There are many different opinions on how long an executive resume should be, but most resume experts agree that content drives employers’ interest. So, the length of your executive resume should depend on the position you’re applying for, how long your work history is, and what experience you have. See why a one-size-fits-all approach to resumes doesn’t work anymore.
You don’t want to sell yourself short by sticking to one page. Your resume is YOUR career marketing document, and it should highlight your value proposition and develop your brand to position yourself as the perfect fit.
I explain to clients that resume length can vary depending on your current level in a company. When you are in an executive position such as Vice President or CEO, one page often cannot do justice for all your accomplishments and industry experience. You want quality over quantity when crafting resumes; two-to-three pages will suffice with each bullet point intentionally written to be tailored to the job being applied for.
Write to the Job You Want, Not the Job You Have.
When writing, make the connection between your past experiences with how they are transferrable to what the prospective employer needs. Your resume should be aligned with the position for which you are applying.
Do Your Research.
The best way to get an employer’s attention is by catering your resume specifically to their needs. This involves looking at everything from the company culture, what they need in this role, and what makes them different from other employers on the market today.
A resume is a powerful marketing tool, so it should be designed to capture attention. Make sure your best content pops off the page; don’t make recruiters hunt for what you want them to see! One easy technique is bolding keywords that are important and relevant. Use clean fonts. Leave white space.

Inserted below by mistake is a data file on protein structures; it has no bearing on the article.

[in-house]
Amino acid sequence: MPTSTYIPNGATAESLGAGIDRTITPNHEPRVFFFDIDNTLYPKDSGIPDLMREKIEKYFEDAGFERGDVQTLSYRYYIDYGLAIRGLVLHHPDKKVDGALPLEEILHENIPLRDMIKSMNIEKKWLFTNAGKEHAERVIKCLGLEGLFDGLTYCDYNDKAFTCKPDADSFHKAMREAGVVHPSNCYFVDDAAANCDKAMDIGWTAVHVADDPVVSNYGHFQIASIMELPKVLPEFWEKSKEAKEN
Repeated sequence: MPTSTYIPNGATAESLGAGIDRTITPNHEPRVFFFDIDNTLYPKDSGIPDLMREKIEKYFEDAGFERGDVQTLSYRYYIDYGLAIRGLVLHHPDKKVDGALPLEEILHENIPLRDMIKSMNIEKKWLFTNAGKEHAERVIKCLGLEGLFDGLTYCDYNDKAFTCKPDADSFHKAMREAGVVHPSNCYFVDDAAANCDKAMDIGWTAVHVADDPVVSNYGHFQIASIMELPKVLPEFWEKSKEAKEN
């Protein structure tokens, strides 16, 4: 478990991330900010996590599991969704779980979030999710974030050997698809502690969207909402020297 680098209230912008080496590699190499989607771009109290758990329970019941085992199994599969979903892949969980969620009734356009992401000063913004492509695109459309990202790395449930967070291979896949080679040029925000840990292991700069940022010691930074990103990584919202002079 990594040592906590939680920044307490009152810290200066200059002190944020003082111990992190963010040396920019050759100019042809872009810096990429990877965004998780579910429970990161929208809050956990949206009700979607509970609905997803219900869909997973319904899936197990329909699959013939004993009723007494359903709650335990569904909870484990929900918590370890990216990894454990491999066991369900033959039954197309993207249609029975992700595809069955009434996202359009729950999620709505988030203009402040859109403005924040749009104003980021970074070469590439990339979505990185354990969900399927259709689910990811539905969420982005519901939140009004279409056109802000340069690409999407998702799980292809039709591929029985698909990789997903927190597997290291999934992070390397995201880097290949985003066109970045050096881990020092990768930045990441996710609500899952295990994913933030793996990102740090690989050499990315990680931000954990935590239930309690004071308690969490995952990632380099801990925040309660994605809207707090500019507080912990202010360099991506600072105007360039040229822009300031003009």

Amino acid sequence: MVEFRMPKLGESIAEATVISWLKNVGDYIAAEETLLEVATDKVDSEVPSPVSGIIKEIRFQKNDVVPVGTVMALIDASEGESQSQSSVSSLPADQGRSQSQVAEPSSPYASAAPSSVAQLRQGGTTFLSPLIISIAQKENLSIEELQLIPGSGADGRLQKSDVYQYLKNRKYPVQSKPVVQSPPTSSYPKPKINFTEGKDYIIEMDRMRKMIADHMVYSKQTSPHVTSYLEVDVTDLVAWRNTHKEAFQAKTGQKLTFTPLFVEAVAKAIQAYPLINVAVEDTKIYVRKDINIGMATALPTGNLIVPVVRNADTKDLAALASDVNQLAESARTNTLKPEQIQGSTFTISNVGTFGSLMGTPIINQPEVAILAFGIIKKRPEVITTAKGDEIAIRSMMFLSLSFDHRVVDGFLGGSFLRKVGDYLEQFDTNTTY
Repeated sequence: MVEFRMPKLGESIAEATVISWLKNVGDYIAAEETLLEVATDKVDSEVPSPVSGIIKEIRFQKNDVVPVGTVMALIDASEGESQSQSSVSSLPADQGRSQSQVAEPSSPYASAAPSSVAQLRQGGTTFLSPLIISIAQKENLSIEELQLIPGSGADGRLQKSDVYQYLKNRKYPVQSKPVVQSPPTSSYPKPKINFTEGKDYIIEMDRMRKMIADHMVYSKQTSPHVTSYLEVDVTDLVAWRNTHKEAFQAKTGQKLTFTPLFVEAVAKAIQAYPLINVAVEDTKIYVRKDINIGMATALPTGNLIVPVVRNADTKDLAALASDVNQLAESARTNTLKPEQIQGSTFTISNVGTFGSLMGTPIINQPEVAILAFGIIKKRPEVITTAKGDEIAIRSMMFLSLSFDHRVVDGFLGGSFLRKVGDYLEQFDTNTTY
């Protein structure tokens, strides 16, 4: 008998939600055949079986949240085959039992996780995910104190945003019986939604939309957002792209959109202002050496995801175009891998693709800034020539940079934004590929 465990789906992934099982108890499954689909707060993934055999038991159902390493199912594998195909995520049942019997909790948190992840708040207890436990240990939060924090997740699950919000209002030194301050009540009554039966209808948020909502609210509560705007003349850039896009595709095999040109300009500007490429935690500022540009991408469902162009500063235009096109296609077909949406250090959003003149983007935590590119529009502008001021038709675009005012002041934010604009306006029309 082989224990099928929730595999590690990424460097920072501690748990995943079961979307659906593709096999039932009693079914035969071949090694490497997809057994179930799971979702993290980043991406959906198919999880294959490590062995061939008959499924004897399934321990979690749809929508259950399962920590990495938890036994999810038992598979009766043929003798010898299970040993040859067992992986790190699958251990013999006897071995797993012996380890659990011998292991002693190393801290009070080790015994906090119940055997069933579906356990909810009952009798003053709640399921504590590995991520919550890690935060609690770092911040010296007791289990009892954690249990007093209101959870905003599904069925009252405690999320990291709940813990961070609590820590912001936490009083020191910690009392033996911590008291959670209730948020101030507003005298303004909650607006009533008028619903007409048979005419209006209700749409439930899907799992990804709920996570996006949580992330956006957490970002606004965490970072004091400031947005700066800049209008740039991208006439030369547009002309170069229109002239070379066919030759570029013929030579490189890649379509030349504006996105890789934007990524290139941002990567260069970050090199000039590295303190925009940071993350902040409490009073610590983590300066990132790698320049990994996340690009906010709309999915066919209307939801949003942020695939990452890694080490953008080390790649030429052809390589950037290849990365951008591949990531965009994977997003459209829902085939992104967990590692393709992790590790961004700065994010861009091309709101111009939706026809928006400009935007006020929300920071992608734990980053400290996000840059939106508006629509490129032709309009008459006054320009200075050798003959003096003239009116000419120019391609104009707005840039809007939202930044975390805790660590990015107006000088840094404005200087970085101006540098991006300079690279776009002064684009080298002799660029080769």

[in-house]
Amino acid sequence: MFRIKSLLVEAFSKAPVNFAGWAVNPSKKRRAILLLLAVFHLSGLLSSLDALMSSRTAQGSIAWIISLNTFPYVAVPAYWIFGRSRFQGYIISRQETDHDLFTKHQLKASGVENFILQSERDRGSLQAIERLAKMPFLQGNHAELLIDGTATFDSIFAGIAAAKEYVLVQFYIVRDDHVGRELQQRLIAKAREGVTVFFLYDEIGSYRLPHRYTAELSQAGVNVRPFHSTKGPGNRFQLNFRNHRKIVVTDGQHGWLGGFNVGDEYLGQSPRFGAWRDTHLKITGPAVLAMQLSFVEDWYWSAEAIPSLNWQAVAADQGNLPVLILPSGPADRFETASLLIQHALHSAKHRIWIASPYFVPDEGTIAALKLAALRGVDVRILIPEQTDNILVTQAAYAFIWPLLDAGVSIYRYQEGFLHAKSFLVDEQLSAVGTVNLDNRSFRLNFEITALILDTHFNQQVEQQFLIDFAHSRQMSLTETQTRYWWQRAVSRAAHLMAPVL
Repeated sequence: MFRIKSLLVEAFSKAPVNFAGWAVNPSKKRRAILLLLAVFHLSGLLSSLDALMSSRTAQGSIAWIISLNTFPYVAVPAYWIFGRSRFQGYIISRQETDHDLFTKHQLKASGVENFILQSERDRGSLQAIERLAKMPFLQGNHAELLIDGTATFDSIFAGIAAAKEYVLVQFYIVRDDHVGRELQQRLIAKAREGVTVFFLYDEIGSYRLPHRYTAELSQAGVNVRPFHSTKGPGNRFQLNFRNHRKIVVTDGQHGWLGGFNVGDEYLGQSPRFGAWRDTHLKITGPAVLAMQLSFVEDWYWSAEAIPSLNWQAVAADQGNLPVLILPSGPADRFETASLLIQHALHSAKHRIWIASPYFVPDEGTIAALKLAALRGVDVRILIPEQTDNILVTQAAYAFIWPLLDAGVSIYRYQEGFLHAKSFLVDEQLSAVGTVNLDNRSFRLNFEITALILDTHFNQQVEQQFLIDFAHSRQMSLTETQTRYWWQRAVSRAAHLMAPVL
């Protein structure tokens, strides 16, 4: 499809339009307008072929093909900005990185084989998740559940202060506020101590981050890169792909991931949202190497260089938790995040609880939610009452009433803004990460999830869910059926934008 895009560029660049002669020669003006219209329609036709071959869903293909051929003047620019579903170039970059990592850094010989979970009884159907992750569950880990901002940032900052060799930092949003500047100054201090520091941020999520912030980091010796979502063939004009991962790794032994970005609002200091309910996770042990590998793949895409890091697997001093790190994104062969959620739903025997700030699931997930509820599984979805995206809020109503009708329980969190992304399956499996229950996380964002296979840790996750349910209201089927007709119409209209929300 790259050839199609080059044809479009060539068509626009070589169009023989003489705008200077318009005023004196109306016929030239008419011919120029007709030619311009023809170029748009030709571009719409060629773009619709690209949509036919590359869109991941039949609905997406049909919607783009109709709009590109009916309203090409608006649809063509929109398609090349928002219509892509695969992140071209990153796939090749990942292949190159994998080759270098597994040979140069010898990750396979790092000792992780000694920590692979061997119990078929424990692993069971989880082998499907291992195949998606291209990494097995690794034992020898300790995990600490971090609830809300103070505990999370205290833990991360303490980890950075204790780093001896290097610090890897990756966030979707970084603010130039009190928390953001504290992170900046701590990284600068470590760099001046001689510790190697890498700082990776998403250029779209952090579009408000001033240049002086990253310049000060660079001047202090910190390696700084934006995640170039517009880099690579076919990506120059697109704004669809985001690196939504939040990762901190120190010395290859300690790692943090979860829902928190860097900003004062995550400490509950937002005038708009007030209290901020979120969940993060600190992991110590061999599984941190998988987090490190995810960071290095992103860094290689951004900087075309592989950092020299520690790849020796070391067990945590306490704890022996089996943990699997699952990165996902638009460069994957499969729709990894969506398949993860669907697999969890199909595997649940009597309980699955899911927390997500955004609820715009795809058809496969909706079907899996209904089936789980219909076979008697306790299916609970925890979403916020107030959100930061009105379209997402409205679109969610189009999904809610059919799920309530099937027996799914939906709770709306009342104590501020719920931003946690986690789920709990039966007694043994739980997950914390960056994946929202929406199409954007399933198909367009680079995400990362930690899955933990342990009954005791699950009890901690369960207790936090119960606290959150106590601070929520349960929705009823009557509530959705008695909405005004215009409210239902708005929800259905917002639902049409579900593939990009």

Write with Brevity.
Be concise. Say what you need to say in as few words possible without sacrificing meaning or impact–use strong language and action words that have an edge. Tailor your resume bullet point to each position for maximum results.
Add in Numbers and Metrics.
Numbers and metrics help employers see the impact you can make on their company. That’s why it is essential to include them in your resume, for instance, after a section where you’ve described some of your accomplishments with numbers like “Boosted top-line revenue by $1.5M by….”
Maintaining an engaging and relevant resume will entice the prospective employer to continue reading, regardless of length (within reason). Therefore, when creating your executive resume ask yourself, “Why is this important?” or “Why would the employer want to know this?”